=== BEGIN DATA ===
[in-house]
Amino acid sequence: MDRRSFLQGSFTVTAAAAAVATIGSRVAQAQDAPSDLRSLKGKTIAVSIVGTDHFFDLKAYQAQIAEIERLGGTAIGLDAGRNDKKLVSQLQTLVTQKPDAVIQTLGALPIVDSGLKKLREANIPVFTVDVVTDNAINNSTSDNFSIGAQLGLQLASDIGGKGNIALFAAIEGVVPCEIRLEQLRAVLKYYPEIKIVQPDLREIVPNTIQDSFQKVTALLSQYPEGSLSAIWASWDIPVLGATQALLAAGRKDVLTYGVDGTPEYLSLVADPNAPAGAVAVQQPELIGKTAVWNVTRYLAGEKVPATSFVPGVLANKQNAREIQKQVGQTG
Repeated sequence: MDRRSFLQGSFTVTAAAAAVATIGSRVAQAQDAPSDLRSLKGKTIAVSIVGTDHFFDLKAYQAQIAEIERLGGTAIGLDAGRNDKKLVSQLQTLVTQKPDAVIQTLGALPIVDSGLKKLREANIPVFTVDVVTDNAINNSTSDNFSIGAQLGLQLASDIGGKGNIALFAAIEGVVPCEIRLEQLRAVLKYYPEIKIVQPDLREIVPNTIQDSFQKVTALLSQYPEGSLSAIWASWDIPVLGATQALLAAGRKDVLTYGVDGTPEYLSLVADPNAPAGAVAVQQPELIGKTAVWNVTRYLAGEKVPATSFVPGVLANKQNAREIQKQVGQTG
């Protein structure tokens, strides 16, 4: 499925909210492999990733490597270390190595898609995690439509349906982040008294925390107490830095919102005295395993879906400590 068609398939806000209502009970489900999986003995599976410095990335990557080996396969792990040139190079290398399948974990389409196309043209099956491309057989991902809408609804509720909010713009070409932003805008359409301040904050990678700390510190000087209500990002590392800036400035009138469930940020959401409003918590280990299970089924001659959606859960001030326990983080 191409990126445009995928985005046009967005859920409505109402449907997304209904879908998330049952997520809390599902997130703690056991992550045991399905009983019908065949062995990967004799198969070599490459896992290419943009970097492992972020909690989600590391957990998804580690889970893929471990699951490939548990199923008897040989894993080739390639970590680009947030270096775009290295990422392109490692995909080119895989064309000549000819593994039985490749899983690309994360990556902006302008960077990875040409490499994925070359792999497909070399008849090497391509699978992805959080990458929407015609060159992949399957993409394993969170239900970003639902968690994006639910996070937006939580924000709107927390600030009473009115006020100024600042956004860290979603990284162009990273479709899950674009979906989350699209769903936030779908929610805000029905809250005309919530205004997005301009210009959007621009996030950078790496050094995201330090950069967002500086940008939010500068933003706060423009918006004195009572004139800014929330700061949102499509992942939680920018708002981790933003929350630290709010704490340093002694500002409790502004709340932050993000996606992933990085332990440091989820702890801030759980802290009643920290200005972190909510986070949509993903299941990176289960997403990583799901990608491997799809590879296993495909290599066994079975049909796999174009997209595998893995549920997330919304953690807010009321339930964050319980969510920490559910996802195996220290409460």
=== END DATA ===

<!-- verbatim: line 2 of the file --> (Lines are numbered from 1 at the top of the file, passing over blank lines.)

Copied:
Amino acid sequence: MDRRSFLQGSFTVTAAAAAVATIGSRVAQAQDAPSDLRSLKGKTIAVSIVGTDHFFDLKAYQAQIAEIERLGGTAIGLDAGRNDKKLVSQLQTLVTQKPDAVIQTLGALPIVDSGLKKLREANIPVFTVDVVTDNAINNSTSDNFSIGAQLGLQLASDIGGKGNIALFAAIEGVVPCEIRLEQLRAVLKYYPEIKIVQPDLREIVPNTIQDSFQKVTALLSQYPEGSLSAIWASWDIPVLGATQALLAAGRKDVLTYGVDGTPEYLSLVADPNAPAGAVAVQQPELIGKTAVWNVTRYLAGEKVPATSFVPGVLANKQNAREIQKQVGQTG